Top campaign strategists for Democratic presidential hopefuls Hillary Clinton and Barack Obama brought the early intensity of the 2008 presidential race to Harvard Monday night (March 19), scrabbling for position on a key campaign issue: the Iraq War.
In an extended exchange toward the end of a 90-minute panel discussion in the John F. Kennedy Jr. Forum, Hillary Clinton for President senior strategist Mark Penn disputed whether there was any difference between the positions of Obama and Clinton on the war, saying that the votes of the two in the U.S. Senate on the war were virtually identical.
“Let’s not try to create false differences when we both agree it’s time to de-escalate, when we both agree it’s time to end this war,” Penn said. “There’s very little difference in the Senate, where people cast votes.”
Barack Obama 2008 senior strategist David Axelrod refused to give up ground on the issue, stemming from anti-war comments Obama made before being elected to the Senate, in 2002, when Clinton voted to authorize Bush to go to war in Iraq.
Axelrod said Penn was using partial quotes from Obama to support his position, saying Obama has clearly been against the war all along and asking whether they’re going to “spend the next 10 months savaging each other.”
The exchange was part of a panel discussion that also featured Jonathan Prince, senior strategist for John Edwards for President. Mark Halperin, ABC News political director and joint visiting fellow for the Institute of Politics and the Shorenstein Center for the Press, Politics and Public Policy, and Mark McKinnon, lecturer in public policy at the Kennedy School and chief media adviser to President Bush’s 2000 and 2004 campaigns, moderated the session.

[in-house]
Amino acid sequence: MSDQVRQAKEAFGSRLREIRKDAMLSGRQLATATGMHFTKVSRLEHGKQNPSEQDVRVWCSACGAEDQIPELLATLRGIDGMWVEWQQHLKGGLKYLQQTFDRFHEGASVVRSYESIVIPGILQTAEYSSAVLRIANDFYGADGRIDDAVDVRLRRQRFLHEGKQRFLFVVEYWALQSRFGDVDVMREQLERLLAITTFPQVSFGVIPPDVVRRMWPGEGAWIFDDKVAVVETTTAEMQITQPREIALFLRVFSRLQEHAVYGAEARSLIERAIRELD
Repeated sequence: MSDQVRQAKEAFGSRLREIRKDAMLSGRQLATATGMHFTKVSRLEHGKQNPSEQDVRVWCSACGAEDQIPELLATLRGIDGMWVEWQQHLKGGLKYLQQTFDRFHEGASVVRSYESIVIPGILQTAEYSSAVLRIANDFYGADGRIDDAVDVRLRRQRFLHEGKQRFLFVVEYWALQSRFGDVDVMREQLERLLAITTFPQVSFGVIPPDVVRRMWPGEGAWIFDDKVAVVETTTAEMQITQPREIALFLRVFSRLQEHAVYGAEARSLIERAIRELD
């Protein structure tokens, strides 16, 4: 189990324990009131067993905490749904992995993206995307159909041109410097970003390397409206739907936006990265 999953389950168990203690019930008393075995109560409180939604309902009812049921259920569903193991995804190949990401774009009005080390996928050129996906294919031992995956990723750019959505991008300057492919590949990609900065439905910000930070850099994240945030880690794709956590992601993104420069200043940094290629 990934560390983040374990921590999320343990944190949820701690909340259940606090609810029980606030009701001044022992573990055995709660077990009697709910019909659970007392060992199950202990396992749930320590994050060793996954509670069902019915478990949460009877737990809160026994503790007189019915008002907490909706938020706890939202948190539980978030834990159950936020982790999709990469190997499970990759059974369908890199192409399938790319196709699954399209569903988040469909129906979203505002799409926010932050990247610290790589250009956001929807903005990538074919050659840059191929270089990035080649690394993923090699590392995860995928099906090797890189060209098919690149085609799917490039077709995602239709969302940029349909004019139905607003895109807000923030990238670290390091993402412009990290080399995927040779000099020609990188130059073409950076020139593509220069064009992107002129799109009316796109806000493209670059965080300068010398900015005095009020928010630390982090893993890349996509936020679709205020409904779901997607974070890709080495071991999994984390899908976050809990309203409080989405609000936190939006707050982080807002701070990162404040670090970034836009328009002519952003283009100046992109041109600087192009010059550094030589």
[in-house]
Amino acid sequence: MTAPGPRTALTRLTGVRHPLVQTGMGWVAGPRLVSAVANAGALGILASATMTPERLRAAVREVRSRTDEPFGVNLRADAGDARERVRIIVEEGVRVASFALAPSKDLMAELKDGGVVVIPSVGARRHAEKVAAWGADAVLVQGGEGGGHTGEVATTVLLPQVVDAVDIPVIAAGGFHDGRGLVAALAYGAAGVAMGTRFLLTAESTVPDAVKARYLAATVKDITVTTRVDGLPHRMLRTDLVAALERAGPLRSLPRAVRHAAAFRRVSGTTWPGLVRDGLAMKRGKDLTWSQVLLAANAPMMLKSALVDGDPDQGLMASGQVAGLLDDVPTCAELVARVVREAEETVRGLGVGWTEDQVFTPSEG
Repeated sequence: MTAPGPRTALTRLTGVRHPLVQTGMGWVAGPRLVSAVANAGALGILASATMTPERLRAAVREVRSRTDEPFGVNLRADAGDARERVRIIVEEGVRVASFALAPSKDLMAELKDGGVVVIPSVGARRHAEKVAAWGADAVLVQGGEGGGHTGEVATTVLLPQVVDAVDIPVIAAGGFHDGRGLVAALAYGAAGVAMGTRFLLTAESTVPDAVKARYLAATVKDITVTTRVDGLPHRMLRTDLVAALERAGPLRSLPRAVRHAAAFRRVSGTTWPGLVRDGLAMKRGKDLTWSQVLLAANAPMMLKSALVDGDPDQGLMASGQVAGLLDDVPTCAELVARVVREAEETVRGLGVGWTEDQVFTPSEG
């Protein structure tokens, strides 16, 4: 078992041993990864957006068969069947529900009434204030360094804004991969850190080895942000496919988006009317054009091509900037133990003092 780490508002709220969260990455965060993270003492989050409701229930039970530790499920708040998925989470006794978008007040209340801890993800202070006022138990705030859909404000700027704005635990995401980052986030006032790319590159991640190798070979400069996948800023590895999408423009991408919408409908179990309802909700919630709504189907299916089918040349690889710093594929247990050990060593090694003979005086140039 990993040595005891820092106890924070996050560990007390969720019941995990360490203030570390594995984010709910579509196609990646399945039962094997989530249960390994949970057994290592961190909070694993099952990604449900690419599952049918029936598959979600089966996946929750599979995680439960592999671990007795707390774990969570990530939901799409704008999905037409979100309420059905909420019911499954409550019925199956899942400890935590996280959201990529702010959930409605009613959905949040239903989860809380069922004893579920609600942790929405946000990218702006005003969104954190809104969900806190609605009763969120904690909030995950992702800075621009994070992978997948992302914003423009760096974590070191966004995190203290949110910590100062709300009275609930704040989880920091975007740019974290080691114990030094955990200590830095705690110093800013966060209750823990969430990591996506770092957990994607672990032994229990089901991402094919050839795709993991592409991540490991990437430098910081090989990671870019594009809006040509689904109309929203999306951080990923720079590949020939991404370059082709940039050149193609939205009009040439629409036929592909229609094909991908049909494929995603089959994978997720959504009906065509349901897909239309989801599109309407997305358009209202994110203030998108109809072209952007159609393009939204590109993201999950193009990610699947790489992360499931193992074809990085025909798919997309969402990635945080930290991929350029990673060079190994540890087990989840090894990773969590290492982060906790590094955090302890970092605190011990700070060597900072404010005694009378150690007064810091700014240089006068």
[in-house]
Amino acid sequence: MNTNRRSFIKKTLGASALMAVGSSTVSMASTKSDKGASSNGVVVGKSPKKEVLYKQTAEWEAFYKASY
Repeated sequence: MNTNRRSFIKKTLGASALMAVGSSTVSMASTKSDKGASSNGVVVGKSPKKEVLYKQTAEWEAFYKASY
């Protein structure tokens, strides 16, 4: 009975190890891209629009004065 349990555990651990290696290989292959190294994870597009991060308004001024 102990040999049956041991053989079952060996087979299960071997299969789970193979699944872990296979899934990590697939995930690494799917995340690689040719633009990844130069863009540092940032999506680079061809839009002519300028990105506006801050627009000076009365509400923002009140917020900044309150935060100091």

Shorenstein Center director Alex Jones introduced the event, saying it was initially designed to provide an early look at the issues that would dominate the coming race, but that the race had heated up so quickly that “we’re right in the middle of it.”
The event, “Campaign 2008: Looking Ahead,” was co-sponsored by the Institute of Politics and the Shorenstein Center and follows a similar gathering March 5 that featured strategists for top Republican campaigns.
The Democrats wasted no time focusing their attacks on President Bush, responding to the initial question about the reason the campaign is so active so early is that the American people are eager for a leadership change.
“The intensity is because people want the election tomorrow. They want President Bush gone tomorrow,” Penn said.
Each of the campaigns said young voters are important in this race. Prince said that young voters care about issues that also resonate with the rest of the electorate: global warming, energy, climate change, and universal health care. He urged them to become active.
Axelrod said today’s political leaders aren’t providing good examples for young people, the group most affected by the Iraq War. Axelrod said the Obama campaign is about changing the political paradigm, about “lowering your voice and raising your sights.”
All three strategists heavily touted their campaign’s Web sites and said that unconventional media are an important way to connect with voters, to show voters their candidates more fully, and to reach voters directly instead of through the filter of the traditional news organizations. They also said that involving a candidate’s family members is fair game, since one’s family tells voters about a person.
The strategists agreed that, in the case of a president, character is as important as political positions, since, during his or her term, the president will have to deal with a changing world that presents challenges on issues not dealt with during the campaign.
Prince said that after the Bush presidency, voters are ready for dramatic change, and, thus, bold initiatives on a host of issues are now possible.
Penn made the pitch that the nation is ready for a woman president and that it’s time to pass that milestone as a nation, since women make up 54 percent of the electorate.
All three strategists said their candidates support increased spending on health care, both at home and abroad.